Wednesday, May 27, 2020

Remote-Working Assistance Service Launched

By on March 19, 2020

A sample ergonomic workstation (Courtesy)

Piloto 151’s ‘Remote First’ Provides Mail Management, Equips Employees

SAN JUAN – Coworking space network Piloto 151 has launched a new service geared toward helping employers support a “remote-first” work operation in response to the government’s social distancing measures, which include the temporary closure of nonessential business facilities to prevent the spread of the novel coronavirus disease. 

“Most employers have been forced to either shut down operations or take their entire workforce remote, literally from one day to the next in the face of this lockdown. That is not an easy feat to accomplish,” said Sofia Stolberg, CEO of Piloto 151. “Of particular concern is a company’s mail, especially if they were forced to shut down temporarily.”

As a Certified Mail Receiving Agency designated by the U.S. Postal Office, Piloto can receive and handle mail for its members, including “essential food and medication,” Stolberg pointed out, explaining that the pioneering coworking space continues “to provide mail management and handling through our virtual application, which allows for scanning and mail forwarding to any domestic or international address.”

Beyond mail services, the executive said that, through Piloto partners, it is providing small businesses and employers special offers on internet connectivity, as well as “support with sourcing and logistics of ergonomic furniture and equipment needed for a remote-first workforce.”

Gino Villarini, CEO of data and broadband internet service provider Aeronet, said the “new product offering that will be exclusively available for Piloto members who are shifting to a remote first operation and plan on continuing to have remote workers even after the lockdown. Employers will now be able to ensure that everyone on their staff has high quality and reliable Internet at home, with the added advantage that they can sign a shorter-term contract with us to account for temporary circumstances and increase their flexibility.”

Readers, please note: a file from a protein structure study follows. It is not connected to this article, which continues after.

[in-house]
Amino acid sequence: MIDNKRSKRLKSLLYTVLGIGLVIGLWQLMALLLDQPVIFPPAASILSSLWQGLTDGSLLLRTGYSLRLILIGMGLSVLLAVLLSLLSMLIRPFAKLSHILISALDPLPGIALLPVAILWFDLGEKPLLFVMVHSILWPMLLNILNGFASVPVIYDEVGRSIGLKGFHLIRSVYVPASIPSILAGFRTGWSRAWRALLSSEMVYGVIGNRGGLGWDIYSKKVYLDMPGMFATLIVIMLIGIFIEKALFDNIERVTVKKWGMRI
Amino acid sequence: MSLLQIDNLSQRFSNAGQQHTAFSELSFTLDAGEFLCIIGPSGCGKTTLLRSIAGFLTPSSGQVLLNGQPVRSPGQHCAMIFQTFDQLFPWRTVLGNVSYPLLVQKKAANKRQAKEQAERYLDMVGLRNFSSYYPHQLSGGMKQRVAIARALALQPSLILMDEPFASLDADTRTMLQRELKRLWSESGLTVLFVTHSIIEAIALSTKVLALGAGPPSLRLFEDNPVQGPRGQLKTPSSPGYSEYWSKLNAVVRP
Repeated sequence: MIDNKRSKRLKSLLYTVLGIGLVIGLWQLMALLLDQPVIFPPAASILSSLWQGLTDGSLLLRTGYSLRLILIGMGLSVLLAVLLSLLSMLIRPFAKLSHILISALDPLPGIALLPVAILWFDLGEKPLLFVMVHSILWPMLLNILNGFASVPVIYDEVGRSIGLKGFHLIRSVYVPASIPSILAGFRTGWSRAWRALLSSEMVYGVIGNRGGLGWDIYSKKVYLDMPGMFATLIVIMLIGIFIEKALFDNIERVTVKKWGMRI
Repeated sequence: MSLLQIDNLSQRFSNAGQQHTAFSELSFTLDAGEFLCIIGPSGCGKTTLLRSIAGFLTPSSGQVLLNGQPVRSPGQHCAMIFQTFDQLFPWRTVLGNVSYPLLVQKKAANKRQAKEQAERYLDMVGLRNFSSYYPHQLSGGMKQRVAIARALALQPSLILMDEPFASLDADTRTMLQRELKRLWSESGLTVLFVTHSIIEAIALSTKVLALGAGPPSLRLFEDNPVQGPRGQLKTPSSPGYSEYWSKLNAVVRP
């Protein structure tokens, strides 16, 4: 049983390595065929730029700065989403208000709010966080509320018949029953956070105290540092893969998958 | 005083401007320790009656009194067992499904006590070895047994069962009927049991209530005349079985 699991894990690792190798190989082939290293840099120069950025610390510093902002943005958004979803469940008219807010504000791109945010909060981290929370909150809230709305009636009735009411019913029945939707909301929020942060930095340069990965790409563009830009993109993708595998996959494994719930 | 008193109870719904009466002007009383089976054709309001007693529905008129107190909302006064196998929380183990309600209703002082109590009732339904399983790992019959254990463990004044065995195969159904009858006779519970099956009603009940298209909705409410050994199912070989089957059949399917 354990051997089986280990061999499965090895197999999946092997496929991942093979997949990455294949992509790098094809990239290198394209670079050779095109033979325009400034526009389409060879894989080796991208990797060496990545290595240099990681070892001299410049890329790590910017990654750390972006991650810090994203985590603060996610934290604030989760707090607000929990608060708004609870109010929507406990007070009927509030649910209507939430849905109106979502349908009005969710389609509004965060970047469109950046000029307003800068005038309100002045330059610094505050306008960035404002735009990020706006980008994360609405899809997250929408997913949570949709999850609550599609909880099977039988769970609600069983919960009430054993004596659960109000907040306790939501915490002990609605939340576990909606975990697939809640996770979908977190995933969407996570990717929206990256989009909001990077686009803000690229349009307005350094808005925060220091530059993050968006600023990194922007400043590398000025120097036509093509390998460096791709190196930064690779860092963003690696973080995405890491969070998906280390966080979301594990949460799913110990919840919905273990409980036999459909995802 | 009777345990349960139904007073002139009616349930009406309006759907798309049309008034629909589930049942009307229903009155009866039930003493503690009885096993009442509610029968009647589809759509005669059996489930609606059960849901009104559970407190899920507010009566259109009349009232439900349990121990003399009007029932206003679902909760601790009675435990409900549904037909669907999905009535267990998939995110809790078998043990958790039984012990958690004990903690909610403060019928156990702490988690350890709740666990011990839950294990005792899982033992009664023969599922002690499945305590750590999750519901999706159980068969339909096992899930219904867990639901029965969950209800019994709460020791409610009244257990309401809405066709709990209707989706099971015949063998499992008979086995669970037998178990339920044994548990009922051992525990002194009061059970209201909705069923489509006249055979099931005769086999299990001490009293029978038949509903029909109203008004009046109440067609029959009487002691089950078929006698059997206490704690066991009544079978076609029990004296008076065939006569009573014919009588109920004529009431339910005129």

“Equally important for remote worker productivity,” Piloto 151’s chief architect, Sara Baldassi, added in the company’s media announcement “is the design and location of home offices or spaces” and the “type of furniture and equipment setup” employees count on.

“It’s not just a productivity issue; it’s also a health one. Lighting makes a huge difference as well and is associated with changes in mood and emotions. Our new service offering will not only provide members with real-time video consultations on their home office setups, but we will also help them identify and source the right ergonomic furniture and equipment to fit their needs,” she explained. 

An expert in work-space matters as well, Stolberg explained that although “remote working may be a necessity today,” the new service not only reflects Piloto’s response to the newly imposed social distancing measures, but is also another option for its members that caters to a work concept that “has been gaining momentum amongst employers for the past decade. Once this temporary situation is over, it will continue to be a worldwide trend that more and more employers will adopt.”

She cited research backing that claim; for example, a Global Workforce Analytics report that found remote working has grown 44% in the past five years and 91% in the past 10. 

For more information, visit www.piloto151.com.

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